However, it’s important to maintain the same level of calibration for each set of speakers, otherwise, there will be acoustic interference when you try to play or mix sound. This can change the quality or accuracy of the audio, so make sure you’re calibrating the subs individually and that they all have the same reading on your SPL meter.
Empirical standard calibration, on the other hand, isn’t as subjective. The DAW (Digital Audio Workstation) should give you a reading of 0dB in this instance, as opposed to the 85dB a calibrated speaker should read via your SPL meter.
At this stage, your speakers need to be connected to your monitor or monitors, and then you can turn the input and the output sensitivities to the lowest levels. Your mixer should also be at zero (if you’re using a mixer).
Using the pink-noise bandwidth sample, set the output level source to ‘unity,’ and you should hear no pink noise. Once you’ve established that, you can keep increasing sensitivity till you reach 82dB on each speaker.
For both processes, you should be in your natural listening position when you make the calibrations. Otherwise, you might end up with different results depending on where you are in the room.
Make sure you calibrate the speakers from the same position, and once they reach the level of 85dB, you’ll know you’re done. However, the 85dB mark is just the standard. You can calibrate to whatever audio level you like.
In case your sub has a variable lowpass filter, you can keep the frequency setting at its highest so that you get a good amount of overlap between your sub and your audio system. You can try playing some music that’s loaded with bass to see how your subs are doing.
If everything sounds good and you can hear the lower frequencies, you’re on the right track. So now you know all about subwoofer calibration!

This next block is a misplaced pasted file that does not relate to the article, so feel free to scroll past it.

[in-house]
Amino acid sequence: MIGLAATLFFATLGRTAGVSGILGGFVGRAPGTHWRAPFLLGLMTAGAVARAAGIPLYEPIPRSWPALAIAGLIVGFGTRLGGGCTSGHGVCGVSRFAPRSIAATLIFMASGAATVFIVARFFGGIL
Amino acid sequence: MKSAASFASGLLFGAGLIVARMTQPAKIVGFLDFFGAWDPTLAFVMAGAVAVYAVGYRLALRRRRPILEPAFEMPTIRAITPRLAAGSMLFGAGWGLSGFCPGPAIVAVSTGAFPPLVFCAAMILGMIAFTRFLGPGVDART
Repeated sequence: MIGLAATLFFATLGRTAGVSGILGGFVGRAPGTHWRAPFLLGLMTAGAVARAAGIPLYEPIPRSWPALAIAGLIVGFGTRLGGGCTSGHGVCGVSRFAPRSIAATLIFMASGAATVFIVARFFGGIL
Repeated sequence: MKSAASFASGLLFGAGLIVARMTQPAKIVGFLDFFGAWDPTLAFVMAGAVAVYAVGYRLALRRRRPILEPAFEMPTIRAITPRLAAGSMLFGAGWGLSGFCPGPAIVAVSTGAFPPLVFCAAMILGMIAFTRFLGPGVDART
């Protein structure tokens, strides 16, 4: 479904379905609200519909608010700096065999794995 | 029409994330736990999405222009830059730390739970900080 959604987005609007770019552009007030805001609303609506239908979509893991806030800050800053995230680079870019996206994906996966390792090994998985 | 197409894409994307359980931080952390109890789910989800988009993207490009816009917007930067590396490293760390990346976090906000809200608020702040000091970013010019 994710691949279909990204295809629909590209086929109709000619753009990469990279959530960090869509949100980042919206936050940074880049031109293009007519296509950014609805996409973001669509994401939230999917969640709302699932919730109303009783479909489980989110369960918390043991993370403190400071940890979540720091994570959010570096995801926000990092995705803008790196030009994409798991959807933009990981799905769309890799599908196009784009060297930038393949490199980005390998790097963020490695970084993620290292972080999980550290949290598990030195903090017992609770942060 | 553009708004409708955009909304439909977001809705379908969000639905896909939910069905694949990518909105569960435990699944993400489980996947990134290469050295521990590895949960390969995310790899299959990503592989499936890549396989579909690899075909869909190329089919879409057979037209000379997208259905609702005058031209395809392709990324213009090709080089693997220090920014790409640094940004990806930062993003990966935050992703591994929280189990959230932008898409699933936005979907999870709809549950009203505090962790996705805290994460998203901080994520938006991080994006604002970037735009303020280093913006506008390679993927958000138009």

Step 3: Final settings and tuning
Some monitors and subs have highpass filters, which will help your subs and monitors work together more seamlessly to produce better crossover. Highpass filters prevent lower frequencies from being interfered with by the monitor systems.
If you have a sub with a variable lowpass filter, it becomes easier to control these lower frequencies and encourage better crossover frequencies.
Frequency results also depend on your studio monitor and your subs. It could be that your monitors can’t handle frequencies below or above a certain level or that your subwoofer can’t either.
So be careful before you purchase a whole setup and look carefully at the speakers and systems you’re about to buy. When you’re setting up your systems, try to make the frequency crossover as seamless as possible.
If your sub can handle a lowpass frequency of up to 80Hz, you can set up the monitors to highpass frequency of the same. Play a bit of music, adjust the settings, and see what sounds good. You’ll soon be able to figure out what works for you, depending on whether you just want to play music or mix and produce it as well.
If the 85dB setting turns out to be too much for a studio or your home, you can dial it down to around 79dB, which means your sub speakers should each have a frequency reading of around 76dB.
Now you know all there is to know about how to calibrate studio monitors and subwoofer calibration! Yes, it might seem slightly intimidating at first, but once you’ve given it a go and play around with sounds that work naturally for you, it should be smooth sailing.
And when you’ve found a calibration setting that works for you, you’ll enjoy listening to deep, rich bass music the way it’s meant to be heard. The right calibration settings will ensure that you really benefit from your new technology, rather than giving you a muddy sound without good lows.
You should be able to pull off the calibration process easily with this guide. Good luck!